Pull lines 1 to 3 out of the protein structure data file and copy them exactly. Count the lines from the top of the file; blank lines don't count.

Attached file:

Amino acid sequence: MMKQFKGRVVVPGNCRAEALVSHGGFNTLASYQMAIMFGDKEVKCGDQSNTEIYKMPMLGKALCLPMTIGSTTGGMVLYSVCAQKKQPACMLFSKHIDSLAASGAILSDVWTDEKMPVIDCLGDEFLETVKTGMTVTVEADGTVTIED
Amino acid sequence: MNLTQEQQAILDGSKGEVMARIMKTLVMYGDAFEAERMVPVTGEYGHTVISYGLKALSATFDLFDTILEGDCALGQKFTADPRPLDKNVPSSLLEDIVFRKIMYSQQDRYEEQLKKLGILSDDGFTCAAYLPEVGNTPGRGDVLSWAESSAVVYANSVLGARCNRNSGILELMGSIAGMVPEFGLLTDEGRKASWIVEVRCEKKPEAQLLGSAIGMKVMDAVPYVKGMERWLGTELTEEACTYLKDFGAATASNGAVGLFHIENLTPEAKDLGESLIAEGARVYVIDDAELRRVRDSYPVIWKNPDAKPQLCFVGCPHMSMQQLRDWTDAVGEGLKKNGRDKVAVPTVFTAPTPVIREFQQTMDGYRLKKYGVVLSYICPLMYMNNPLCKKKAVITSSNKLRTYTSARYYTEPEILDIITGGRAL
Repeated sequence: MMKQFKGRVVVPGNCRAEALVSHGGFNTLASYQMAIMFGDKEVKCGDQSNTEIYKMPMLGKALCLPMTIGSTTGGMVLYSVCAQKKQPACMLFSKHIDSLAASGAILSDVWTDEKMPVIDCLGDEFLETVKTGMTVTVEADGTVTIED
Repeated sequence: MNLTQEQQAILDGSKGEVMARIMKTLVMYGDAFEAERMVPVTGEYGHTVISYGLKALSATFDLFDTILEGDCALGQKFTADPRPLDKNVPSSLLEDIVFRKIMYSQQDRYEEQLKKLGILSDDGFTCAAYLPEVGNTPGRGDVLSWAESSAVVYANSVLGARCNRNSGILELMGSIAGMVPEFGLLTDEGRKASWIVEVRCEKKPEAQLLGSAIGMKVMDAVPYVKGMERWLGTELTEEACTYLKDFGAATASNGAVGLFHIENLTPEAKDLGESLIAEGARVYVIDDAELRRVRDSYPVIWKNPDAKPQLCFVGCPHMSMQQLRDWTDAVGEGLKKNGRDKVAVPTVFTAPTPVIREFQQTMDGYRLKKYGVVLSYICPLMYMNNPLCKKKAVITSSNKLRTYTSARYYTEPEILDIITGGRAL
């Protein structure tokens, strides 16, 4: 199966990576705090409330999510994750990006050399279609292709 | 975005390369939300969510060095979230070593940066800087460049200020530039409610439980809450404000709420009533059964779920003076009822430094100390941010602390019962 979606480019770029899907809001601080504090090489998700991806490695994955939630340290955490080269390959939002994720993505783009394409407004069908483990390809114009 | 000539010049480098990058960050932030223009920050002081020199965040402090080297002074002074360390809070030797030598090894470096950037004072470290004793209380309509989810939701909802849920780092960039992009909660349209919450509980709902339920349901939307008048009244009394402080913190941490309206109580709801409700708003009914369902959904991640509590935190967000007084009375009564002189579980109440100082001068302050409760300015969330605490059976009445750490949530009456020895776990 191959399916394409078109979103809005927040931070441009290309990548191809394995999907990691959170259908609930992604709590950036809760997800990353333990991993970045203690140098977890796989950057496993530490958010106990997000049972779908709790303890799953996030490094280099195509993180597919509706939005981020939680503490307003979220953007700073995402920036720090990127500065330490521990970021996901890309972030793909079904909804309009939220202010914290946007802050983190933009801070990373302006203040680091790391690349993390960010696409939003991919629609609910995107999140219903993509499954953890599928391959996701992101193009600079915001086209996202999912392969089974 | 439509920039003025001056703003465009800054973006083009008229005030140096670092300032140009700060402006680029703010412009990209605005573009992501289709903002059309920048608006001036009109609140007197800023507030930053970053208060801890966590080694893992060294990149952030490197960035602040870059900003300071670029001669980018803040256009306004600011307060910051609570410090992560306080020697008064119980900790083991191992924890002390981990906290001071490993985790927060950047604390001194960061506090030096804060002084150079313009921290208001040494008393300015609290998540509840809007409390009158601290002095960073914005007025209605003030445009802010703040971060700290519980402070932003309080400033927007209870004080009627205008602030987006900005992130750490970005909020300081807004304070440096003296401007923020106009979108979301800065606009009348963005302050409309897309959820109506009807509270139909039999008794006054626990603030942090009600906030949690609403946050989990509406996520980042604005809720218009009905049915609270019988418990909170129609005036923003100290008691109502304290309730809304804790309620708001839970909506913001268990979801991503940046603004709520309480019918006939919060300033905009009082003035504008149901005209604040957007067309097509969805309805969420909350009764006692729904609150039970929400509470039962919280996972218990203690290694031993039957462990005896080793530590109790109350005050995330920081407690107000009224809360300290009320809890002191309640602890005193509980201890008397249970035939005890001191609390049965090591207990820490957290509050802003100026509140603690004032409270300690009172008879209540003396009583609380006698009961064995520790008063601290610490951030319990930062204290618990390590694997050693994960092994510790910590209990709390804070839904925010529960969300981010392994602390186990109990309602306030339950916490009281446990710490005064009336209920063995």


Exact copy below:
Amino acid sequence: MMKQFKGRVVVPGNCRAEALVSHGGFNTLASYQMAIMFGDKEVKCGDQSNTEIYKMPMLGKALCLPMTIGSTTGGMVLYSVCAQKKQPACMLFSKHIDSLAASGAILSDVWTDEKMPVIDCLGDEFLETVKTGMTVTVEADGTVTIED
Amino acid sequence: MNLTQEQQAILDGSKGEVMARIMKTLVMYGDAFEAERMVPVTGEYGHTVISYGLKALSATFDLFDTILEGDCALGQKFTADPRPLDKNVPSSLLEDIVFRKIMYSQQDRYEEQLKKLGILSDDGFTCAAYLPEVGNTPGRGDVLSWAESSAVVYANSVLGARCNRNSGILELMGSIAGMVPEFGLLTDEGRKASWIVEVRCEKKPEAQLLGSAIGMKVMDAVPYVKGMERWLGTELTEEACTYLKDFGAATASNGAVGLFHIENLTPEAKDLGESLIAEGARVYVIDDAELRRVRDSYPVIWKNPDAKPQLCFVGCPHMSMQQLRDWTDAVGEGLKKNGRDKVAVPTVFTAPTPVIREFQQTMDGYRLKKYGVVLSYICPLMYMNNPLCKKKAVITSSNKLRTYTSARYYTEPEILDIITGGRAL
Repeated sequence: MMKQFKGRVVVPGNCRAEALVSHGGFNTLASYQMAIMFGDKEVKCGDQSNTEIYKMPMLGKALCLPMTIGSTTGGMVLYSVCAQKKQPACMLFSKHIDSLAASGAILSDVWTDEKMPVIDCLGDEFLETVKTGMTVTVEADGTVTIED